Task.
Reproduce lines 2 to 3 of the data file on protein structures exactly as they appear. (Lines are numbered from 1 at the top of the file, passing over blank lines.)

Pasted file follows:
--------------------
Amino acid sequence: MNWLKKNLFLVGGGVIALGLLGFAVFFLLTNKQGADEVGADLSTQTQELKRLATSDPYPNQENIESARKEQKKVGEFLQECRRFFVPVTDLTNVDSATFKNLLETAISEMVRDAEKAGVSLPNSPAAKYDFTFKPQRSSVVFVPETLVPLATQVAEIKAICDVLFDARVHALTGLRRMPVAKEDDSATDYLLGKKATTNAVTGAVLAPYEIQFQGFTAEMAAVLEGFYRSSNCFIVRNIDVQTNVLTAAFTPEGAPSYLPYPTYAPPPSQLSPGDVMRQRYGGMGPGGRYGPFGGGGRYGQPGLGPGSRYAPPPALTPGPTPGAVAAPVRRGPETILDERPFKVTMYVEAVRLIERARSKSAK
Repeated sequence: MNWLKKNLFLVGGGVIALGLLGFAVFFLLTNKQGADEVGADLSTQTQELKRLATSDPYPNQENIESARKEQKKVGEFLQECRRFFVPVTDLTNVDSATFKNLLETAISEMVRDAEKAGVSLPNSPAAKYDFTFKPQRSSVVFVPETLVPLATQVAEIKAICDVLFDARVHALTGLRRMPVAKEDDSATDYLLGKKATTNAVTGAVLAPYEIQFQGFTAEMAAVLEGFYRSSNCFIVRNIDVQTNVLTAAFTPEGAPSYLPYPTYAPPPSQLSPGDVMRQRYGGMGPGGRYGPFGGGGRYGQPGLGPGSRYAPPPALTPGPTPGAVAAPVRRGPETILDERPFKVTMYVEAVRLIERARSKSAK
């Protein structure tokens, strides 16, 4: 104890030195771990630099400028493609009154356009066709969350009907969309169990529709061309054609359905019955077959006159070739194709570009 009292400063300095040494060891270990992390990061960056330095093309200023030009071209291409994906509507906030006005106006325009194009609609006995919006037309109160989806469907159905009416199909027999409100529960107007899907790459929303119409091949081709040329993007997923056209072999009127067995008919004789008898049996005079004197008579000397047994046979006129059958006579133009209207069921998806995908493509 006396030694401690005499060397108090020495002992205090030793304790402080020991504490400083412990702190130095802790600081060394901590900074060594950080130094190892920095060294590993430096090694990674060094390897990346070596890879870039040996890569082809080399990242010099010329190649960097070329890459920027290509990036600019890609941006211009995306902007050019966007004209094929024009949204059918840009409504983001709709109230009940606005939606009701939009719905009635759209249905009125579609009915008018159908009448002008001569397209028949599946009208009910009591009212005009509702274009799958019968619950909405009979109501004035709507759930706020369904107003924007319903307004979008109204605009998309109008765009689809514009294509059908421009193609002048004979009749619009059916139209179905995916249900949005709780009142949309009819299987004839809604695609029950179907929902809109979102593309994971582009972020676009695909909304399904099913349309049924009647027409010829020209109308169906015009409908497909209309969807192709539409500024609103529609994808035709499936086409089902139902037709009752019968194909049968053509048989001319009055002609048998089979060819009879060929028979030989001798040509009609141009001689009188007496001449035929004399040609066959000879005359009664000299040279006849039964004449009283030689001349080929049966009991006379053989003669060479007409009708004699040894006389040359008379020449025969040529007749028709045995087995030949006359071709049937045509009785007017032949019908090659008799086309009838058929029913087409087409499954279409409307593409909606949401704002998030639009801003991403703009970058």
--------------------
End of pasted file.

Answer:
Repeated sequence: MNWLKKNLFLVGGGVIALGLLGFAVFFLLTNKQGADEVGADLSTQTQELKRLATSDPYPNQENIESARKEQKKVGEFLQECRRFFVPVTDLTNVDSATFKNLLETAISEMVRDAEKAGVSLPNSPAAKYDFTFKPQRSSVVFVPETLVPLATQVAEIKAICDVLFDARVHALTGLRRMPVAKEDDSATDYLLGKKATTNAVTGAVLAPYEIQFQGFTAEMAAVLEGFYRSSNCFIVRNIDVQTNVLTAAFTPEGAPSYLPYPTYAPPPSQLSPGDVMRQRYGGMGPGGRYGPFGGGGRYGQPGLGPGSRYAPPPALTPGPTPGAVAAPVRRGPETILDERPFKVTMYVEAVRLIERARSKSAK
């Protein structure tokens, strides 16, 4: 104890030195771990630099400028493609009154356009066709969350009907969309169990529709061309054609359905019955077959006159070739194709570009 009292400063300095040494060891270990992390990061960056330095093309200023030009071209291409994906509507906030006005106006325009194009609609006995919006037309109160989806469907159905009416199909027999409100529960107007899907790459929303119409091949081709040329993007997923056209072999009127067995008919004789008898049996005079004197008579000397047994046979006129059958006579133009209207069921998806995908493509 006396030694401690005499060397108090020495002992205090030793304790402080020991504490400083412990702190130095802790600081060394901590900074060594950080130094190892920095060294590993430096090694990674060094390897990346070596890879870039040996890569082809080399990242010099010329190649960097070329890459920027290509990036600019890609941006211009995306902007050019966007004209094929024009949204059918840009409504983001709709109230009940606005939606009701939009719905009635759209249905009125579609009915008018159908009448002008001569397209028949599946009208009910009591009212005009509702274009799958019968619950909405009979109501004035709507759930706020369904107003924007319903307004979008109204605009998309109008765009689809514009294509059908421009193609002048004979009749619009059916139209179905995916249900949005709780009142949309009819299987004839809604695609029950179907929902809109979102593309994971582009972020676009695909909304399904099913349309049924009647027409010829020209109308169906015009409908497909209309969807192709539409500024609103529609994808035709499936086409089902139902037709009752019968194909049968053509048989001319009055002609048998089979060819009879060929028979030989001798040509009609141009001689009188007496001449035929004399040609066959000879005359009664000299040279006849039964004449009283030689001349080929049966009991006379053989003669060479007409009708004699040894006389040359008379020449025969040529007749028709045995087995030949006359071709049937045509009785007017032949019908090659008799086309009838058929029913087409087409499954279409409307593409909606949401704002998030639009801003991403703009970058």